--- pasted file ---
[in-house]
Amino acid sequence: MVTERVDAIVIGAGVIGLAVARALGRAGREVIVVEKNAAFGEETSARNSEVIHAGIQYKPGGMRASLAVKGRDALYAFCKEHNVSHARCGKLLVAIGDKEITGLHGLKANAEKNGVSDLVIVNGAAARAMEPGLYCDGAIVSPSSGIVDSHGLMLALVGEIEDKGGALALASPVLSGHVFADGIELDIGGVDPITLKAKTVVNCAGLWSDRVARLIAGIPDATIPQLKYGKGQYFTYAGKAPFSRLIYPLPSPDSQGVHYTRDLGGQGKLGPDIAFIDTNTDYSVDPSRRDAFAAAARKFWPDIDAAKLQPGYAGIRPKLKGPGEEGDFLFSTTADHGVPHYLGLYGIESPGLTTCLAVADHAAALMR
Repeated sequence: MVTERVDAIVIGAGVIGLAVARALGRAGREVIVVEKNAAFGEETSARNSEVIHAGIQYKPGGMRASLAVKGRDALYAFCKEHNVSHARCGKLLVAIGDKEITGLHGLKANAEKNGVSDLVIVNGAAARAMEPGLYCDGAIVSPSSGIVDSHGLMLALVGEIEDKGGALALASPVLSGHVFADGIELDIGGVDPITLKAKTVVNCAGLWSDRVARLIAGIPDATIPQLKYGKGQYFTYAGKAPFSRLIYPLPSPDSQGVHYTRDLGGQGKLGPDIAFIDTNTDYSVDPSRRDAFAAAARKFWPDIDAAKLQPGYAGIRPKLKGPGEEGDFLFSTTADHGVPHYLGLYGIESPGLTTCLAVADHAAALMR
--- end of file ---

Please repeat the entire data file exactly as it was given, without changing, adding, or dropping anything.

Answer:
[in-house]
Amino acid sequence: MVTERVDAIVIGAGVIGLAVARALGRAGREVIVVEKNAAFGEETSARNSEVIHAGIQYKPGGMRASLAVKGRDALYAFCKEHNVSHARCGKLLVAIGDKEITGLHGLKANAEKNGVSDLVIVNGAAARAMEPGLYCDGAIVSPSSGIVDSHGLMLALVGEIEDKGGALALASPVLSGHVFADGIELDIGGVDPITLKAKTVVNCAGLWSDRVARLIAGIPDATIPQLKYGKGQYFTYAGKAPFSRLIYPLPSPDSQGVHYTRDLGGQGKLGPDIAFIDTNTDYSVDPSRRDAFAAAARKFWPDIDAAKLQPGYAGIRPKLKGPGEEGDFLFSTTADHGVPHYLGLYGIESPGLTTCLAVADHAAALMR
Repeated sequence: MVTERVDAIVIGAGVIGLAVARALGRAGREVIVVEKNAAFGEETSARNSEVIHAGIQYKPGGMRASLAVKGRDALYAFCKEHNVSHARCGKLLVAIGDKEITGLHGLKANAEKNGVSDLVIVNGAAARAMEPGLYCDGAIVSPSSGIVDSHGLMLALVGEIEDKGGALALASPVLSGHVFADGIELDIGGVDPITLKAKTVVNCAGLWSDRVARLIAGIPDATIPQLKYGKGQYFTYAGKAPFSRLIYPLPSPDSQGVHYTRDLGGQGKLGPDIAFIDTNTDYSVDPSRRDAFAAAARKFWPDIDAAKLQPGYAGIRPKLKGPGEEGDFLFSTTADHGVPHYLGLYGIESPGLTTCLAVADHAAALMR